NEWTON, IA. - JULY 12: Ryan Hunter-Reay, driver of the #28 DHL Andretti Autosport Dallara Honda, celebrates after winning the Iowa Corn Indy 300 at Iowa Speedway on July 12, 2014 in Newton, Iowa. (Photo by Rainier Ehrhardt/Getty Images)

, driver of the No. 28 DHL Andretti Autosport Dallara Honda, celebrates after winning the Iowa Corn Indy 300 at Iowa Speedway on July 12, 2014 in Newton, Iowa. (Photo by Rainier Ehrhardt/Getty Images)

– It was almost as if Ryan Hunter-Reay suffered from “Post Indianapolis 500 Depression” following his dramatic win in the 500-Mile Race on May 25, in what may have been the greatest fight to the finish in Indy 500 history.

The races that followed saw Hunter-Reay finish poorly in the Detroit doubleheader (16th and 19th) and the annual Saturday night race at Texas Motor Speedway (19th).

The 2012 Series champion improved at the Houston doubleheader with finishes of seventh and sixth before more bad luck at Pocono on July 6, when a broken bolt on his suspension dropped him to an 18th-place finish.

Last Saturday’s victory in the Iowa Corn Indy 300 however, put Hunter-Reay back into serious contention for this year’s Verizon IndyCar Series championship. He was one of four drivers that pitted for fresh tires during the final caution period and drove his way through the field in the final 10 laps as if he was playing a video game. He became the first IndyCar Series driver to win three races this season.

That moved him up to third in the standings, just 32 points behind leader Helio Castroneves and 23 behind second-place Will Power heading into this weekend’s doubleheader – the Honda “Two in T.O.” on the streets of Toronto’s Exhibition Place.

In his championship season of 2012, Hunter-Reay was able to parlay victories at Iowa and Toronto to form the foundation of his first IndyCar Series championship. He hopes to repeat that this weekend with two 85-lap races covering 149.74 miles on the 11-turn, 1.75-mile temporary street course. The races are scheduled for 3:55 p.m. ET.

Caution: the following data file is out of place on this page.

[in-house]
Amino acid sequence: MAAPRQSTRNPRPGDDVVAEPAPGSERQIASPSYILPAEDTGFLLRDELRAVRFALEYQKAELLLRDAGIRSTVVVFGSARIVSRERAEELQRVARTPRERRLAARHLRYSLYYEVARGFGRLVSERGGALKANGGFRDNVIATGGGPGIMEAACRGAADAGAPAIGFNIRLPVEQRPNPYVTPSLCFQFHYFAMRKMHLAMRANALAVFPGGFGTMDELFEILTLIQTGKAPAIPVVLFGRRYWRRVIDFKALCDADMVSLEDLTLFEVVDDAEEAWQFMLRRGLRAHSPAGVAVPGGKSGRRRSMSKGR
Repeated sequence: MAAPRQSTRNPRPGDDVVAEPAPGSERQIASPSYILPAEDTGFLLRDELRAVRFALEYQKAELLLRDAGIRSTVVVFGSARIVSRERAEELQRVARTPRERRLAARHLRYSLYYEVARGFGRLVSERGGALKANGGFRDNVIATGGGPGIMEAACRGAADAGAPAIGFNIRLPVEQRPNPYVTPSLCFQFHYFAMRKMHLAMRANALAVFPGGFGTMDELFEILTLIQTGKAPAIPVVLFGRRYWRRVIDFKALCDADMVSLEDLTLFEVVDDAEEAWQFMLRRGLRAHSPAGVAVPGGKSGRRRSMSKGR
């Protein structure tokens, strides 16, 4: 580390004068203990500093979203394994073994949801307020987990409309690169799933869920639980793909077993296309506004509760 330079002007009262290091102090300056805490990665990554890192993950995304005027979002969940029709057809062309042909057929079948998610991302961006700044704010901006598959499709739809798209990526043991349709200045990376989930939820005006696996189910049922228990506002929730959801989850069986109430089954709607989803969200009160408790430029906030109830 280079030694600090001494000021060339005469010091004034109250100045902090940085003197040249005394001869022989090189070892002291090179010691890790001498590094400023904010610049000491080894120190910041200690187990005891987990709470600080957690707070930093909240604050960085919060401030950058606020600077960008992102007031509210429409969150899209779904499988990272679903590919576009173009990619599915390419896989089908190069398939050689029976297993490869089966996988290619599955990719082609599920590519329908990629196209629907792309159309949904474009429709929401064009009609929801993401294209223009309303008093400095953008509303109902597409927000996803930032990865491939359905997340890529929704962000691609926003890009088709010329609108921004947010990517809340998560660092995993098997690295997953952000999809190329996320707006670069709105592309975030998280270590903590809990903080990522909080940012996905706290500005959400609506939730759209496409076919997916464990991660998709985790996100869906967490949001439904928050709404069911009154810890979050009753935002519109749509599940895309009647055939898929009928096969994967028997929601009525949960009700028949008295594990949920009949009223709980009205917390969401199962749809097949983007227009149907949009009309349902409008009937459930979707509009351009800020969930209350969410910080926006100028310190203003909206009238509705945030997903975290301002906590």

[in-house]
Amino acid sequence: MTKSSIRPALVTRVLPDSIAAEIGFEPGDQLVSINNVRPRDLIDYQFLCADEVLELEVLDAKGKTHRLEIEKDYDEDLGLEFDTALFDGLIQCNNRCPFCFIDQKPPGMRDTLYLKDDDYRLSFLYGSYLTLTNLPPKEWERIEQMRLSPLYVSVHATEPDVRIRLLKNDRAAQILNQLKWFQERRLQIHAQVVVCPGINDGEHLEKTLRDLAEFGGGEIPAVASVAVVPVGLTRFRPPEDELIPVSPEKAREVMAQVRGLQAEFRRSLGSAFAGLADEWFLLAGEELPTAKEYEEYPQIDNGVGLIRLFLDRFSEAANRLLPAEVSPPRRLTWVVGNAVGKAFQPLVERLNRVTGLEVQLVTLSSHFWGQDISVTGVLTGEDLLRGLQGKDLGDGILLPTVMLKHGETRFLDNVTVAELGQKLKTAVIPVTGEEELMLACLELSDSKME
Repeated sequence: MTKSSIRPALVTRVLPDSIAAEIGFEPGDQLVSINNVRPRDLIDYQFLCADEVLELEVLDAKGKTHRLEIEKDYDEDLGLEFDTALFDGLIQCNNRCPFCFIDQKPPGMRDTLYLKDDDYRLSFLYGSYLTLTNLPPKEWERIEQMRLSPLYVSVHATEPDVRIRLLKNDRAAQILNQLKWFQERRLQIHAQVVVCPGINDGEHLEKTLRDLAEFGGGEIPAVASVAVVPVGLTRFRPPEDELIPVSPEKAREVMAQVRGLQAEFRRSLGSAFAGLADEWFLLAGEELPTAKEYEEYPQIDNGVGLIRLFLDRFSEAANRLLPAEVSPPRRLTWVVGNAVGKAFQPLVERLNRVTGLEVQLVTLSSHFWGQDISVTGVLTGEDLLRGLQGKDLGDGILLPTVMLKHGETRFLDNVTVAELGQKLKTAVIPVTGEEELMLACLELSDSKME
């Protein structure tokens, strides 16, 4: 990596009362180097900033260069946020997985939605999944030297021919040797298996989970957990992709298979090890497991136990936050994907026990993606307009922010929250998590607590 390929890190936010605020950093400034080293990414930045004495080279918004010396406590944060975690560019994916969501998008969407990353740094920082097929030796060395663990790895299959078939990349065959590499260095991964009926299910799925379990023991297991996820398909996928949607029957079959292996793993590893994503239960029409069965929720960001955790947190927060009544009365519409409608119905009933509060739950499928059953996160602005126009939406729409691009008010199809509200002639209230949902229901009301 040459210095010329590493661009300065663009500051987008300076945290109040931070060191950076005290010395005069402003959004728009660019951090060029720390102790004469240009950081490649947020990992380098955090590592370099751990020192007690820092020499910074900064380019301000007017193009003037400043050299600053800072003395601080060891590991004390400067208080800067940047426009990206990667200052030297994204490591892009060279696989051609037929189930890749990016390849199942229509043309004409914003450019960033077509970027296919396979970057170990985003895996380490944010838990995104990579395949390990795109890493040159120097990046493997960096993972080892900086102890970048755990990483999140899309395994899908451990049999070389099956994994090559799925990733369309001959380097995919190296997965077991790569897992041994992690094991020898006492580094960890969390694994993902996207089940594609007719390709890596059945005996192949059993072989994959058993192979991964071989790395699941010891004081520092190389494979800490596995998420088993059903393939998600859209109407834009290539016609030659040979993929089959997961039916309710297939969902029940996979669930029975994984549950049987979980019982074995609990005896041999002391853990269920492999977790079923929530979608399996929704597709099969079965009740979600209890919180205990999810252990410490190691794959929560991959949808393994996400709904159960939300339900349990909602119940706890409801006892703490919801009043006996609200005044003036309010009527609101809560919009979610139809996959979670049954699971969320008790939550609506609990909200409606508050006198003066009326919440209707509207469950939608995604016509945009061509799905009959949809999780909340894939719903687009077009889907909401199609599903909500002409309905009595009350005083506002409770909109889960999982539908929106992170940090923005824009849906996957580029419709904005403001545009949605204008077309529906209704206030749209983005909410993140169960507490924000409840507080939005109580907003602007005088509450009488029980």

“I was really frustrated at times,” Hunter-Reay said. “I’ve learned in the years of experience that I’ve had in the Verizon IndyCar Series that you just have to keep your head in it. No matter what, you have to charge hard and be ready for it. Whether it’s a street circuit, short oval, races can turn. You have to put yourself in a position every time to take advantage of that, put yourself in a better position, get that car in front of you, whatever it is, just keep plugging away.”

By keeping a positive approach during his post-Indy 500 depression, Hunter-Reay has elevated himself as one of the best drivers in all of racing. On Wednesday night, he was awarded the ESPY as “Best Driver” beating out NASCAR’s Jimmie Johnson and Daytona 500 winner Dale Earnhardt Jr. as well as NHRA’s John Force and fellow IndyCar Series driver and three-time series champion Scott Dixon. It was the second-straight year Hunter-Reay has won “Best Driver” at the ESPYs.

“The Indianapolis 500 is a tremendous race and this year was such a hard fought and intense battle at the end,” Hunter-Reay said. “I think the fans really showed their support for the show they got from the Verizon IndyCar Series in May.”

Hunter-Reay continues to reap the rewards as the first driver from the United States to win the Indianapolis 500 since Sam Hornish, Jr. in 2006. A trip to the White House is in the works and Hunter-Reay would like to add a second Verizon IndyCar Series championship to his list of impressive accomplishments.

He can take a major step toward that goal at this weekend’s Toronto doubleheader.

“This is going to be a busy weekend,” Hunter-Reay said. “Going to Toronto, we won there and the last time we won there came off an Iowa win so hopefully that’s an omen.

“We’ve had some bad luck since Indy but nothing really got us down. For as much bad luck as we had after Indy all the way through Pocono it’s nice to have something go our way.”

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Be sure to catch Bruce Martin’s Honda IndyCar Report on RACEDAY on FOX Sports Radio every Sunday from 6-8 a.m. ET.